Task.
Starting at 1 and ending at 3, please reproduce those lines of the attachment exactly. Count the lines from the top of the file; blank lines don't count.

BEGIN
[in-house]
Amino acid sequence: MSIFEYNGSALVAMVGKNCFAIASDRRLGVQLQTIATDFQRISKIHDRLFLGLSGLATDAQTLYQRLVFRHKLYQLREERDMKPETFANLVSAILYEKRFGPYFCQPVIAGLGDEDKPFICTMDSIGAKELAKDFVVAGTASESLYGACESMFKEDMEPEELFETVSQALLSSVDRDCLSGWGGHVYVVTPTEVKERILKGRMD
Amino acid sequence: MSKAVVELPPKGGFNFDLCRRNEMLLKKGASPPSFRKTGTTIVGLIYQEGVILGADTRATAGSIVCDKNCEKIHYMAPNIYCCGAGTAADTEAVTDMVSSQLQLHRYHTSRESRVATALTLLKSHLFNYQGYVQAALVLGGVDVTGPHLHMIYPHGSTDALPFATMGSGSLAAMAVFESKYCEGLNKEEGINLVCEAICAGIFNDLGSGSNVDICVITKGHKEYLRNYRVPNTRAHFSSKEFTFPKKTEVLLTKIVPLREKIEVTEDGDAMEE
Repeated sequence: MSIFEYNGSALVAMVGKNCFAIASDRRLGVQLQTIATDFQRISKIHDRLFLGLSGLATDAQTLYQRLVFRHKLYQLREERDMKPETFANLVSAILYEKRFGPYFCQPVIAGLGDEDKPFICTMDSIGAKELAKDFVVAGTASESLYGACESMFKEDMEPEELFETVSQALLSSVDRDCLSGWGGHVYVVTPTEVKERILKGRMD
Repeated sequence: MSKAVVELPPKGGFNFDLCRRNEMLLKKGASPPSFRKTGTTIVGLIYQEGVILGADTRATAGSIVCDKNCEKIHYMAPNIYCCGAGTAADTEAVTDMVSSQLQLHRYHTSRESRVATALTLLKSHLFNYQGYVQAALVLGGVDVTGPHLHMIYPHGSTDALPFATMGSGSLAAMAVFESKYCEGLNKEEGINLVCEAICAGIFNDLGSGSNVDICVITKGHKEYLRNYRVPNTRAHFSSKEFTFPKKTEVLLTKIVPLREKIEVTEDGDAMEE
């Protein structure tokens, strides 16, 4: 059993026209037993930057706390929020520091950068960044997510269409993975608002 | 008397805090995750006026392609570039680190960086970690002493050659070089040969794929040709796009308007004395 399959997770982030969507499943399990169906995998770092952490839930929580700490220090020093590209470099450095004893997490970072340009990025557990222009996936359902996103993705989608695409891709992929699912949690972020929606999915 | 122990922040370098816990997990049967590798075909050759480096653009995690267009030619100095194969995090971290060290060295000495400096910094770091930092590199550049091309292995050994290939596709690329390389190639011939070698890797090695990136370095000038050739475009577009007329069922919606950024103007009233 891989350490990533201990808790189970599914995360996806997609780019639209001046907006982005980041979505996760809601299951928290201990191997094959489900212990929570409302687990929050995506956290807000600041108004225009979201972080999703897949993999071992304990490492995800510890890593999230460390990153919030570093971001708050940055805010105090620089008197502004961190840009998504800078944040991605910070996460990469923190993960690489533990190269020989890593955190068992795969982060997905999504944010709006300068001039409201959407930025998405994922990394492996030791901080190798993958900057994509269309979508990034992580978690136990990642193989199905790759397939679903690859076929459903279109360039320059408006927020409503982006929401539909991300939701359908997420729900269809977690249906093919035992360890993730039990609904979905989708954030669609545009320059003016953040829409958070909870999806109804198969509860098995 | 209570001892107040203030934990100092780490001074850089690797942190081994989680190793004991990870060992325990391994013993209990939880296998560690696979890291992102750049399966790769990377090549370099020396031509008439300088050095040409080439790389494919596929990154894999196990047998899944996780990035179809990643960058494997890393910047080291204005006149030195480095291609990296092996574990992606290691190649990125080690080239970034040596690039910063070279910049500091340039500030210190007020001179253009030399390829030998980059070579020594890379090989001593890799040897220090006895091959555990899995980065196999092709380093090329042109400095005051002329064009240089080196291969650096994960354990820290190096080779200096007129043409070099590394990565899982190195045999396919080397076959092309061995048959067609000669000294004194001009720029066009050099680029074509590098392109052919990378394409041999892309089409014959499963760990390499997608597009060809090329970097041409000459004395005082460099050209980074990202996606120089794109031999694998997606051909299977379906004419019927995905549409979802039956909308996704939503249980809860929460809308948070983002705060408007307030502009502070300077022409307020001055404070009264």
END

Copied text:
[in-house]
Amino acid sequence: MSIFEYNGSALVAMVGKNCFAIASDRRLGVQLQTIATDFQRISKIHDRLFLGLSGLATDAQTLYQRLVFRHKLYQLREERDMKPETFANLVSAILYEKRFGPYFCQPVIAGLGDEDKPFICTMDSIGAKELAKDFVVAGTASESLYGACESMFKEDMEPEELFETVSQALLSSVDRDCLSGWGGHVYVVTPTEVKERILKGRMD
Amino acid sequence: MSKAVVELPPKGGFNFDLCRRNEMLLKKGASPPSFRKTGTTIVGLIYQEGVILGADTRATAGSIVCDKNCEKIHYMAPNIYCCGAGTAADTEAVTDMVSSQLQLHRYHTSRESRVATALTLLKSHLFNYQGYVQAALVLGGVDVTGPHLHMIYPHGSTDALPFATMGSGSLAAMAVFESKYCEGLNKEEGINLVCEAICAGIFNDLGSGSNVDICVITKGHKEYLRNYRVPNTRAHFSSKEFTFPKKTEVLLTKIVPLREKIEVTEDGDAMEE